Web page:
The court concluded that the representations made to the plaintiffs were negligently made. The court found that at the time the plaintiffs were asked to elect early retirement, the company failed to explain the distinction between a standard reduction and an actuarial reduction. Since the court found that there was no evidence that the plaintiffs knew or should have known the significance of the words "actuarially reduced" found in a letter from the company, the plaintiffs acted reasonably in relying on the information communicated to them during their early discussions with the company.
To avoid this outcome, the court advised that if the letter from the administrator had set out the options available to each employee in clear language, the problems giving rise to the litigation would not have occurred.
Funding – Butler Brothers Supplies Ltd. v. British Columbia (Financial Institutions Commission)
To address the solvency deficiency in its pension plan, Butler Brothers had deposited a letter of credit from a Canadian chartered bank into the pension fund. The B.C. Superintendent of Pensions rejected the letter of credit and directed Butler Brothers to pay the deficiency through instalment payments according to the Regulations and as set out by the actuary.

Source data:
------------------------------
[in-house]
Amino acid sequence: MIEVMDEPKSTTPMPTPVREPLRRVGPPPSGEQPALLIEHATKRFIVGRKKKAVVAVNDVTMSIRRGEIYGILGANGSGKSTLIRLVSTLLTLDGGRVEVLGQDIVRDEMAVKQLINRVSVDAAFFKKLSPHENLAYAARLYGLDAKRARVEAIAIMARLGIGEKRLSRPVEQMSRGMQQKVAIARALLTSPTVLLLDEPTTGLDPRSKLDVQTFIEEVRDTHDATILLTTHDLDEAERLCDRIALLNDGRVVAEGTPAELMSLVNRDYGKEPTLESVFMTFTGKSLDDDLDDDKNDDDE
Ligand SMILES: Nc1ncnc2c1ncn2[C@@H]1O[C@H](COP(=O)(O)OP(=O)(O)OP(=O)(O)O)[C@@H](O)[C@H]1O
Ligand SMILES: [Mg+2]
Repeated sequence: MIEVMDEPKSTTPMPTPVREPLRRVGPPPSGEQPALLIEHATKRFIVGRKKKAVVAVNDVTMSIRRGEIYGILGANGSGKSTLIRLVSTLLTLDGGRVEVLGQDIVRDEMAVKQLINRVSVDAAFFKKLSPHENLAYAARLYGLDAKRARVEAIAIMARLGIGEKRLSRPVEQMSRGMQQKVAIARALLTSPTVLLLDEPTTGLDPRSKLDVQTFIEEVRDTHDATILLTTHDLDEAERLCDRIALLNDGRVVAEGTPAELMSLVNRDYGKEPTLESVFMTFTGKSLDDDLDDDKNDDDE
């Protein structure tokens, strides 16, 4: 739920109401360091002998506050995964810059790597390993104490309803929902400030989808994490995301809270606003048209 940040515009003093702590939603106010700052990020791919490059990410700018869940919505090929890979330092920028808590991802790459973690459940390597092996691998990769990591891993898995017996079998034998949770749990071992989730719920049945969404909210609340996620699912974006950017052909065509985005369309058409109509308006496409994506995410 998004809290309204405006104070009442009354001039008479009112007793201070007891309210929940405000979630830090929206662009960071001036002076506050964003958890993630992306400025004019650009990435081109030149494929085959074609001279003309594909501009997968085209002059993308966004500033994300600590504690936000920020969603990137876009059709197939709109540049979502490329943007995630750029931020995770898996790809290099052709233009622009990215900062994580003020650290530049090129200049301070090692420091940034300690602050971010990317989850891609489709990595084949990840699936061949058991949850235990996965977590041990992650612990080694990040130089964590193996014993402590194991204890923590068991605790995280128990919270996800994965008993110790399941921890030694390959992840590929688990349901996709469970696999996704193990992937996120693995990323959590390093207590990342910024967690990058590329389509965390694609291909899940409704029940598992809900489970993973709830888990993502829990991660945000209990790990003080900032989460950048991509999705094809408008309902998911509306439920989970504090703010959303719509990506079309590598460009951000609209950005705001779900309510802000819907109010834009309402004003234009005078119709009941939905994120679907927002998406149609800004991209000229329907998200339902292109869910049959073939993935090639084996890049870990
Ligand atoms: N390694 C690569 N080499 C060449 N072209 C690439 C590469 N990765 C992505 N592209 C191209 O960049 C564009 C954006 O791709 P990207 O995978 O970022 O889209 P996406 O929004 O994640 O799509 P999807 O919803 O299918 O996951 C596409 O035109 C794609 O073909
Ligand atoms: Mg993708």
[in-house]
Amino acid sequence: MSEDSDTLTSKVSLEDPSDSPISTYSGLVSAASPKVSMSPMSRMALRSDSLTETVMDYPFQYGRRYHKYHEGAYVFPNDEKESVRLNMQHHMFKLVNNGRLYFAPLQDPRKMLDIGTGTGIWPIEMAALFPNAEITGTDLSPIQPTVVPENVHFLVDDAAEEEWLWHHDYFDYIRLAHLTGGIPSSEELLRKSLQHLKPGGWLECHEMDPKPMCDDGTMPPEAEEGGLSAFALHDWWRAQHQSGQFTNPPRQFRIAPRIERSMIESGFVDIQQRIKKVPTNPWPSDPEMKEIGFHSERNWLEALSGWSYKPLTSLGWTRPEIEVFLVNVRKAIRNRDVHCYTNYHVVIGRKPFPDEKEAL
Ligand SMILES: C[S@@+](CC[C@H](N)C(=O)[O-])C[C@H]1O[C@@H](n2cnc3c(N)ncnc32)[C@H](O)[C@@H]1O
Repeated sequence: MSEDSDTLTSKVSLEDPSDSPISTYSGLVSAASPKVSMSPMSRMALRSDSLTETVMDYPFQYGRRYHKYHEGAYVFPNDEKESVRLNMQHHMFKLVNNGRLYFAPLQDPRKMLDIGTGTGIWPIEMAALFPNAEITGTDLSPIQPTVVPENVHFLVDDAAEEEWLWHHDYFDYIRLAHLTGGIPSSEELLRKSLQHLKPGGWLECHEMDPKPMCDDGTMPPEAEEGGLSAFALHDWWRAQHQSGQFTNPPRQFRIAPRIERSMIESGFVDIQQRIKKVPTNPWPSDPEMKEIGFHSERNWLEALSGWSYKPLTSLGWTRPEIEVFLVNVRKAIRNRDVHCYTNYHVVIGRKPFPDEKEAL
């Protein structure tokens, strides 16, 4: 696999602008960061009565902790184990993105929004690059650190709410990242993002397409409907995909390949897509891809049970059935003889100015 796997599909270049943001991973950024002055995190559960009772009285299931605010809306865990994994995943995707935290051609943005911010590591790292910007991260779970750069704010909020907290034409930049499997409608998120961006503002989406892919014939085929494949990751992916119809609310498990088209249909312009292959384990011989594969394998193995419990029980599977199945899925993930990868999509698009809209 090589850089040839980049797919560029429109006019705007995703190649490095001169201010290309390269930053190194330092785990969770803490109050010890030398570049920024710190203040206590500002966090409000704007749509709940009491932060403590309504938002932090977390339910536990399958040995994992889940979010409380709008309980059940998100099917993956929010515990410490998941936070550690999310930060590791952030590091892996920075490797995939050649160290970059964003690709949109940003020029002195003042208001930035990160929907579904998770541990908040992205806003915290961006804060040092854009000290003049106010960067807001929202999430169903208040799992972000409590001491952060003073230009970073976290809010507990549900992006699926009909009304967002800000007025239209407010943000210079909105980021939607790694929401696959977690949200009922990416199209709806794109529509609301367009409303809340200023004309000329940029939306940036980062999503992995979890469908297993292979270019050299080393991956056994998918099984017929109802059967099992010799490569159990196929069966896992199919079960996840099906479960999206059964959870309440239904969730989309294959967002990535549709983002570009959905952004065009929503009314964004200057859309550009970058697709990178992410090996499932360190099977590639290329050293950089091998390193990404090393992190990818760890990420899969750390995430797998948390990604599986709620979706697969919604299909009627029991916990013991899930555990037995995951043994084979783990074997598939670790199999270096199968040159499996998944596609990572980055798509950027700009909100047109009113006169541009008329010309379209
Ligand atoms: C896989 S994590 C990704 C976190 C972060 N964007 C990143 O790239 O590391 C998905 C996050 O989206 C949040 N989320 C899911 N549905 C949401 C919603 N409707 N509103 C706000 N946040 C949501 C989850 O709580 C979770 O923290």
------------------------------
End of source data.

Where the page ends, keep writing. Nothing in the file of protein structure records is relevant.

The British Columbia Supreme Court denied Butler Brothers’ appeal and in doing so rejected the argument that a letter of credit is an asset identical to cash. Instead, the court found that since the plan could realize upon the letter of credit only if the plan was terminated, the letter of credit was "an asset with a condition". According to its reading of the British Columbia pension legislation, the court held that the legislation prevented the conditional funding of solvency deficiencies.
Ontario Consultation Paper on Ending Mandatory Retirement
On August 18, 2004, Ontario Labour Minister Chris Bentley released a consultation paper entitled "Providing Choice: A Consultation Paper on Ending Mandatory Retirement". The Ontario government is committed to ending mandatory retirement and this consultation paper solicits comments on a variety of ways of accomplishing this goal.
Nova Scotia Grow-In Benefits
Effective December 9, 2004, the rules governing "grow-in benefits" under the Nova Scotia Pension Benefits Regulations were amended. "Grow-in benefits" refers to the statutory entitlement to an enhanced pension calculated based on the assumption that the member would have remained in the plan long enough to qualify for early retirement.
Under the amended Nova Scotia regulations, a liability for the value of grow-in benefits is no longer required to be included in solvency valuations and, on full or partial plan wind-up, grow-in benefits are payable only if there are funds remaining after all other benefits have been paid.
These changes follow two failed attempts by the Nova Scotia government during 2004 to amend the Pension Benefits Act to eliminate grow-in benefits. Nova Scotia and Ontario are the only two jurisdictions with pension legislation that provides grow-in benefits.
The content of this article is intended to provide a general guide to the subject matter. Specialist advice should be sought about your specific circumstances.